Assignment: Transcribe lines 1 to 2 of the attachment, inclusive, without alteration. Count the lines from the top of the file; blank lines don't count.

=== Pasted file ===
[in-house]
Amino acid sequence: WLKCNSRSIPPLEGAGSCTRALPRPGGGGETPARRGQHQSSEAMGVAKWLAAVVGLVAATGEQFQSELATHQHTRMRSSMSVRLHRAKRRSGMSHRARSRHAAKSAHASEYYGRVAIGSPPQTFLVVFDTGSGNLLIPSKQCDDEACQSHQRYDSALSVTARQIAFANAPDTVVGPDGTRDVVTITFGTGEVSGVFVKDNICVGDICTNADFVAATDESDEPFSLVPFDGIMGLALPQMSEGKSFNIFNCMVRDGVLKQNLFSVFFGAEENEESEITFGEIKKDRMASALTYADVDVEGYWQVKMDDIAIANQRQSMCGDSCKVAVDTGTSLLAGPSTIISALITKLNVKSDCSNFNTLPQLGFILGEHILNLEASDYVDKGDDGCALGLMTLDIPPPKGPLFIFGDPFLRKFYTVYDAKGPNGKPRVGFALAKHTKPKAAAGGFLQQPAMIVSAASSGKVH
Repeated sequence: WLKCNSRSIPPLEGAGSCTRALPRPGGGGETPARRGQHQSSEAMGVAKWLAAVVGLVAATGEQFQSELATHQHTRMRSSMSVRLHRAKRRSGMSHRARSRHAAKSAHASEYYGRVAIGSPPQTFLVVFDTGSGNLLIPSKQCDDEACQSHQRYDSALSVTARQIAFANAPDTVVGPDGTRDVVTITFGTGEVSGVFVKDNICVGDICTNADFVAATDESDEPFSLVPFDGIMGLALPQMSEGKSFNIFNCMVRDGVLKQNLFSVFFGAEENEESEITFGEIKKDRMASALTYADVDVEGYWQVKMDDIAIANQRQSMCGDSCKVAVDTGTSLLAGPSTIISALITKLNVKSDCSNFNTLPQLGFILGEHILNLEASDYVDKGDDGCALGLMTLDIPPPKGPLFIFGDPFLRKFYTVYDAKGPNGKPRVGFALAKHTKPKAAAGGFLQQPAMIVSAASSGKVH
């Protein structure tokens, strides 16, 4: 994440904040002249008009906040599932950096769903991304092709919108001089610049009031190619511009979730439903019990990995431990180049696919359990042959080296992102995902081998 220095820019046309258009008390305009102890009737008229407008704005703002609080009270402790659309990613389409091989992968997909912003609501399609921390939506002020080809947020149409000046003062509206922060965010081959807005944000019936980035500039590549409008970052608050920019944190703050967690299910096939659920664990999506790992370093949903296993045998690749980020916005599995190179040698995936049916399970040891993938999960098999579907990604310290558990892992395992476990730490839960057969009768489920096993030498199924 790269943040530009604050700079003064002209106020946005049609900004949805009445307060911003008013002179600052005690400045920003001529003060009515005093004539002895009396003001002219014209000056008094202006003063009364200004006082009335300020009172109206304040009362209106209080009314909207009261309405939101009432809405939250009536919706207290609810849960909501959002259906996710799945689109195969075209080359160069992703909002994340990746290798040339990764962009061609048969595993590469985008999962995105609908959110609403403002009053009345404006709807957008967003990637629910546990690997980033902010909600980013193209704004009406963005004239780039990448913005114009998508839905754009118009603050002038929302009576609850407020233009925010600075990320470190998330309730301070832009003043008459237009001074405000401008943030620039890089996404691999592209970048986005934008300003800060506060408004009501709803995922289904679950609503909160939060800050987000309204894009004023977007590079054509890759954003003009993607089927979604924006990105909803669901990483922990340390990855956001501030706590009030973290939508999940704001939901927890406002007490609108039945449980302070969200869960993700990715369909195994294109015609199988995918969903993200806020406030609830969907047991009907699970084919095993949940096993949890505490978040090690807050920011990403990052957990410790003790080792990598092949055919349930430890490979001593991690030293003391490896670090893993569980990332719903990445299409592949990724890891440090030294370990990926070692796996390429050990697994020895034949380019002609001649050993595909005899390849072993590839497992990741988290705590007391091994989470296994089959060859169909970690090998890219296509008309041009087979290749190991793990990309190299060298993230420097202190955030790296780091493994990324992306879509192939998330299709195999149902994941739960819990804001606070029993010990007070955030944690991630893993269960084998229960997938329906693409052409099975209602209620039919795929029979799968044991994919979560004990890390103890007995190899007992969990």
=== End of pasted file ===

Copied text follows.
[in-house]
Amino acid sequence: WLKCNSRSIPPLEGAGSCTRALPRPGGGGETPARRGQHQSSEAMGVAKWLAAVVGLVAATGEQFQSELATHQHTRMRSSMSVRLHRAKRRSGMSHRARSRHAAKSAHASEYYGRVAIGSPPQTFLVVFDTGSGNLLIPSKQCDDEACQSHQRYDSALSVTARQIAFANAPDTVVGPDGTRDVVTITFGTGEVSGVFVKDNICVGDICTNADFVAATDESDEPFSLVPFDGIMGLALPQMSEGKSFNIFNCMVRDGVLKQNLFSVFFGAEENEESEITFGEIKKDRMASALTYADVDVEGYWQVKMDDIAIANQRQSMCGDSCKVAVDTGTSLLAGPSTIISALITKLNVKSDCSNFNTLPQLGFILGEHILNLEASDYVDKGDDGCALGLMTLDIPPPKGPLFIFGDPFLRKFYTVYDAKGPNGKPRVGFALAKHTKPKAAAGGFLQQPAMIVSAASSGKVH